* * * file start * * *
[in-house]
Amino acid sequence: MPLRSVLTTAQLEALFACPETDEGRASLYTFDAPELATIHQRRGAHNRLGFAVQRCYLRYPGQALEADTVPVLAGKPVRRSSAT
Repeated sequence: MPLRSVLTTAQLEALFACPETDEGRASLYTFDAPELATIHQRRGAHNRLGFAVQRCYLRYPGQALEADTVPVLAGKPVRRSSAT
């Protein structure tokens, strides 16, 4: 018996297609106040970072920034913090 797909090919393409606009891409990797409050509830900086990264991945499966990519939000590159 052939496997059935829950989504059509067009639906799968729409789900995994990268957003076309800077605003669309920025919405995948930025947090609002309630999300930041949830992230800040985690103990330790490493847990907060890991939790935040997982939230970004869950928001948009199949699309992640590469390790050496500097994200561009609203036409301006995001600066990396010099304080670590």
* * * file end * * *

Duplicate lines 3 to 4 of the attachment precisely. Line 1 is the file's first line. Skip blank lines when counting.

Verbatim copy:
Repeated sequence: MPLRSVLTTAQLEALFACPETDEGRASLYTFDAPELATIHQRRGAHNRLGFAVQRCYLRYPGQALEADTVPVLAGKPVRRSSAT
């Protein structure tokens, strides 16, 4: 018996297609106040970072920034913090 797909090919393409606009891409990797409050509830900086990264991945499966990519939000590159 052939496997059935829950989504059509067009639906799968729409789900995994990268957003076309800077605003669309920025919405995948930025947090609002309630999300930041949830992230800040985690103990330790490493847990907060890991939790935040997982939230970004869950928001948009199949699309992640590469390790050496500097994200561009609203036409301006995001600066990396010099304080670590």